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Leftover canned and 'real' tomato juice

l
LJS Sep 2, 2012 07:35 AM

I just made large batches of gazpacho and ratatouille (yes, the tomato crop came in BIG this year!). After all that peeling, seeding, 'draining' etc, I have about 6 cups of a mix of tinned, but mostly fresh, seedless and bright coloured, tomato juice....just tried it and it is VERY tasty.

I could use it as is for Bloody Mary's or just plain with lemon at dinner. But I was curious as to whether I could use it for soup base? If so, any recipe ideas?

And can I freeze it for future soup/stew additions?

Will its' introduction too soon in the cooking process render beans, potatoes, celery etc. impossible to cook thoroughly the way whole tomatoes do?

Thanks in advance! LJS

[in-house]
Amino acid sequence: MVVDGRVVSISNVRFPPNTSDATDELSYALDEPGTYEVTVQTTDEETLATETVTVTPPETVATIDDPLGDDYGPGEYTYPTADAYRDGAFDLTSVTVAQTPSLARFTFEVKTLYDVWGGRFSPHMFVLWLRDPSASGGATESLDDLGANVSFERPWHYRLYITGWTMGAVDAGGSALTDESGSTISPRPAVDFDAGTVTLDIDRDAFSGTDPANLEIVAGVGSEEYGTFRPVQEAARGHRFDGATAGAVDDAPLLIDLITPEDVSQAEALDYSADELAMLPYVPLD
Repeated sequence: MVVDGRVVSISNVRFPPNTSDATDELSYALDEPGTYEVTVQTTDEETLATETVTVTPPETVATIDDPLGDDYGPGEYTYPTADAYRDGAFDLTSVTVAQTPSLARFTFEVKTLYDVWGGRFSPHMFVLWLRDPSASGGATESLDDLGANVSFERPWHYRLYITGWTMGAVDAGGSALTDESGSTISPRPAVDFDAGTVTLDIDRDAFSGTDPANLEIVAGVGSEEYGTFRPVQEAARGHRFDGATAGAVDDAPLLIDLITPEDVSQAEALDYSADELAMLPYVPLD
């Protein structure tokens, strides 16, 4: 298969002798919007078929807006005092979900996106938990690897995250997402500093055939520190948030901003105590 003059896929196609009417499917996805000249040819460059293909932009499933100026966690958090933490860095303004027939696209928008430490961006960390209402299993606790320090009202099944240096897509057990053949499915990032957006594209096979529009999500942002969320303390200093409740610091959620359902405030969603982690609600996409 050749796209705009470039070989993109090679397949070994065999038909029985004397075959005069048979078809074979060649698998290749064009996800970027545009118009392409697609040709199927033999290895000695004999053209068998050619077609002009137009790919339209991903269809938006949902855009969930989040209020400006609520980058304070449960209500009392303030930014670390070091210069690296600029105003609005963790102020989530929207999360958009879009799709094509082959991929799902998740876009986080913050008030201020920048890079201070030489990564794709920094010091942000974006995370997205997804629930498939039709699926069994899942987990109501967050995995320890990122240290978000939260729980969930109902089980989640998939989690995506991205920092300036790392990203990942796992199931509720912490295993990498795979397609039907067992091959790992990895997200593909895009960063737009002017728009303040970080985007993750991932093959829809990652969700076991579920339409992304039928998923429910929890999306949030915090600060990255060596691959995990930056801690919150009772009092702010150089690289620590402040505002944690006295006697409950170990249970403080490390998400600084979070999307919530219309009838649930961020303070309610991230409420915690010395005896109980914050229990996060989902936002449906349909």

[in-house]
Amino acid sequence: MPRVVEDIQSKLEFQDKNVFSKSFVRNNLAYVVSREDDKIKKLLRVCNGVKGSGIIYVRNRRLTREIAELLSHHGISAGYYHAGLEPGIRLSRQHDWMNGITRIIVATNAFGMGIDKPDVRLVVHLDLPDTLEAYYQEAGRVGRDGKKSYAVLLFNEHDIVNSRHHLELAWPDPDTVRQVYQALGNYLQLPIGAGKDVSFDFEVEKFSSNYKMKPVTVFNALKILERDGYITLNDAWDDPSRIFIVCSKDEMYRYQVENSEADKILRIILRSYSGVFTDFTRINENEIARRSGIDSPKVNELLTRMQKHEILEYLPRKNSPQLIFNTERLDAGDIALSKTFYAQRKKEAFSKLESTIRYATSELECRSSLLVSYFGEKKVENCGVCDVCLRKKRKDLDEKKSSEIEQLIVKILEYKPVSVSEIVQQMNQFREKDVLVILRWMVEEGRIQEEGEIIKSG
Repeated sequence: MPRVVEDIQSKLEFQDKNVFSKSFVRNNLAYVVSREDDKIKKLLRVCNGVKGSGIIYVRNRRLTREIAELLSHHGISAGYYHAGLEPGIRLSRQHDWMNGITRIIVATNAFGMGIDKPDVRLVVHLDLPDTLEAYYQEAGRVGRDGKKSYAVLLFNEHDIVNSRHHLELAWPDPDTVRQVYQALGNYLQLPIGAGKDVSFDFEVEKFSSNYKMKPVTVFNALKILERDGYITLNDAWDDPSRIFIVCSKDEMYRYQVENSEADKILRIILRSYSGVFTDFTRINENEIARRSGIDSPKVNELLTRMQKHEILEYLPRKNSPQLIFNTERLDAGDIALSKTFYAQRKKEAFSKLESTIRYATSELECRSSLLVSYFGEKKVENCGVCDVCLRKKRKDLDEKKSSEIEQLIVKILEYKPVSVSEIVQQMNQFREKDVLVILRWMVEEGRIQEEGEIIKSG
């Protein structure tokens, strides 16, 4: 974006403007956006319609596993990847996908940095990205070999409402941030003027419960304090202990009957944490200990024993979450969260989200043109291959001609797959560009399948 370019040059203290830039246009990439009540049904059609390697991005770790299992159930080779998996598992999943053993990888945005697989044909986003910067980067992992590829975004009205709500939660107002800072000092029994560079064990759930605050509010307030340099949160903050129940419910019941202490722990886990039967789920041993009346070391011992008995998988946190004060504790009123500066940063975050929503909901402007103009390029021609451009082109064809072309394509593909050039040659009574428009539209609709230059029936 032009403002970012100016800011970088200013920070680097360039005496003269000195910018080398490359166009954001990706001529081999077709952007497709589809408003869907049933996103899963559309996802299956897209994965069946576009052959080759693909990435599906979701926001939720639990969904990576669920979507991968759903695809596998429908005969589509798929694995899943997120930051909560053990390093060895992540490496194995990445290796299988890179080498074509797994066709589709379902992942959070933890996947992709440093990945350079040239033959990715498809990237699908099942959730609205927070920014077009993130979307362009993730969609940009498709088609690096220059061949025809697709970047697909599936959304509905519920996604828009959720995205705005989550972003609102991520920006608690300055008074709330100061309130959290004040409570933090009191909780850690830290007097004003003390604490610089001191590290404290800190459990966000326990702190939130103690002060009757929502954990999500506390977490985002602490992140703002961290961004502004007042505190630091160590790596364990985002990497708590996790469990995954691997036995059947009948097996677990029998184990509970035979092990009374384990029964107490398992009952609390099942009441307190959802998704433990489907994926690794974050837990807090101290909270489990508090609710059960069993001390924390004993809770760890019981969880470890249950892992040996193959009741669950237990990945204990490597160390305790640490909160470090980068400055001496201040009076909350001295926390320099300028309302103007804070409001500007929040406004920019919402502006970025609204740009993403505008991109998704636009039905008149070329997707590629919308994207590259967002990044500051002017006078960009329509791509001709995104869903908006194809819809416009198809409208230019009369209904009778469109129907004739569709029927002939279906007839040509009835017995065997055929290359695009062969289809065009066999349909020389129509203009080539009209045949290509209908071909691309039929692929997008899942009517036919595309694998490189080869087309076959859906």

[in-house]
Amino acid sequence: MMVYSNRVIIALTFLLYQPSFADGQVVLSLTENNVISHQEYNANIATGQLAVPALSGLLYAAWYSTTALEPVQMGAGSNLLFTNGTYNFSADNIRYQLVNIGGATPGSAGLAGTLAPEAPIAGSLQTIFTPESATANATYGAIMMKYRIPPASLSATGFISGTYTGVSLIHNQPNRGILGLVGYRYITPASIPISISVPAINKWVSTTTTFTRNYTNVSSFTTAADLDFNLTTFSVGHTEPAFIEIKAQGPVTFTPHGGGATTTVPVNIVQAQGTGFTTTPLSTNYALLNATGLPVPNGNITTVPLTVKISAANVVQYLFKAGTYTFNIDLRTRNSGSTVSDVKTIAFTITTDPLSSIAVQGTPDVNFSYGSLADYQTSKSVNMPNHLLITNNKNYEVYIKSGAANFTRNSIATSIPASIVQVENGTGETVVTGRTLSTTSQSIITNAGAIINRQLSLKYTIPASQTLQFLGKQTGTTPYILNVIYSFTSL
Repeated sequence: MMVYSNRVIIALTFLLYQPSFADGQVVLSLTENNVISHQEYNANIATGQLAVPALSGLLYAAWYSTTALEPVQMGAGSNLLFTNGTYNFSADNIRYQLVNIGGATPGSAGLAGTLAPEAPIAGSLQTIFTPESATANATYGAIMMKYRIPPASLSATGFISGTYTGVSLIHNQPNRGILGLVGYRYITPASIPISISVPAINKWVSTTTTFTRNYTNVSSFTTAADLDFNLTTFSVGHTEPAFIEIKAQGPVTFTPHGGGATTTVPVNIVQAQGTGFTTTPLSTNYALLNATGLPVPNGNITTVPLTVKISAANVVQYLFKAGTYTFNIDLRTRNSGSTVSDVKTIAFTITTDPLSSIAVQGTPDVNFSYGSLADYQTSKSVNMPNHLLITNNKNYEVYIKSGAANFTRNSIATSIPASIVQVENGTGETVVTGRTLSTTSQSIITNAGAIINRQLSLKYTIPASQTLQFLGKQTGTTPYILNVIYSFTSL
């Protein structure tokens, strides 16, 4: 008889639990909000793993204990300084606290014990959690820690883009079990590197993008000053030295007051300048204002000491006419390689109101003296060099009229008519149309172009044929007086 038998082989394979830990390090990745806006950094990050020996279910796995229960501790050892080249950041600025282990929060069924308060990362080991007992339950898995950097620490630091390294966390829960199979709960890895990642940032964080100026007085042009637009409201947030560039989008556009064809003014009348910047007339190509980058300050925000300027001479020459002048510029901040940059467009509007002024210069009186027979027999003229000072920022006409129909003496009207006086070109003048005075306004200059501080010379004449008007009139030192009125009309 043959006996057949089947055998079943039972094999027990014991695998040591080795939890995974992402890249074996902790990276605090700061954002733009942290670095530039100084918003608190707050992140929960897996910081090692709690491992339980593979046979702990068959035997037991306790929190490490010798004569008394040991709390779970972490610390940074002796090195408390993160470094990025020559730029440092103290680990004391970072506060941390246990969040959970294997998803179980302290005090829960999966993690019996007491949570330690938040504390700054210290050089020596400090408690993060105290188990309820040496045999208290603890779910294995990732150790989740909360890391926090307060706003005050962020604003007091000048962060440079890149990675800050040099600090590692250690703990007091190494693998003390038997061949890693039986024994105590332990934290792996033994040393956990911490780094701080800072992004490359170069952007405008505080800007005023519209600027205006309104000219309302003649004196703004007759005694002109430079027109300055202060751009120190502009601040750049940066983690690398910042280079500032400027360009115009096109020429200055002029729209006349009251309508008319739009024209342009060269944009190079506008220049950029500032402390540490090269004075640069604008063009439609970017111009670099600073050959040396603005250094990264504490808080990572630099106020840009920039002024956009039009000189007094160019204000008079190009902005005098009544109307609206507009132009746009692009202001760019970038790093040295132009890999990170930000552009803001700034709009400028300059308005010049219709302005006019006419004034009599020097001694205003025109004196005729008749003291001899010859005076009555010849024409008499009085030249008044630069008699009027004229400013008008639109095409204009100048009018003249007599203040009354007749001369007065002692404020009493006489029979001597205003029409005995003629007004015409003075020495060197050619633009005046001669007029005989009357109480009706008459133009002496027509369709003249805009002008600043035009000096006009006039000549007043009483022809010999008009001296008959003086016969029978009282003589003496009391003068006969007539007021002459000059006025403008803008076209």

1. e
    enmnz Sep 4, 2012 04:02 PM

    What an awesome problem to have! I hope my crop is as good as yours (southern hemisphere), seedlings just starting now.
    If you freeze it, I have found that you have to use it in cooking. They taste a little strange in fresh things such as salsa etc once defrosted. (I normally use canned tomatos in salsa, lazy I know).

    1. l
      LJS Sep 4, 2012 03:51 PM

      Thanks all! made minestrone today with 'leftover' juices and it is fantastic...never will think of this leftover as a problem again.

      1. k
        kseiverd Sep 2, 2012 12:52 PM

        ABSOLUTELY can use in soups. Last time I made a BIG batch of fresh salsa (to can), I strained off juice... didn't toss. After I PACKED jars as full as possible, topped off with the juice... a bit of a v-8 by then with onions, peppers, etc. ANything that I didn't use, I just put in containers and froze. Then when I was making stew, chili, soup... just popped out into pot with rest of stuff.Thinking would be a nice change from plain water for cooking rice, too.

        1. splatgirl Sep 2, 2012 12:48 PM

          I always drain my tomatoes, reduce the liquid and add it back in to fresh tomato whatever. This technique would be perfect for gazpacho--it gives an enormous depth of flavor without interfering the lovely freshness of the raw tomato.

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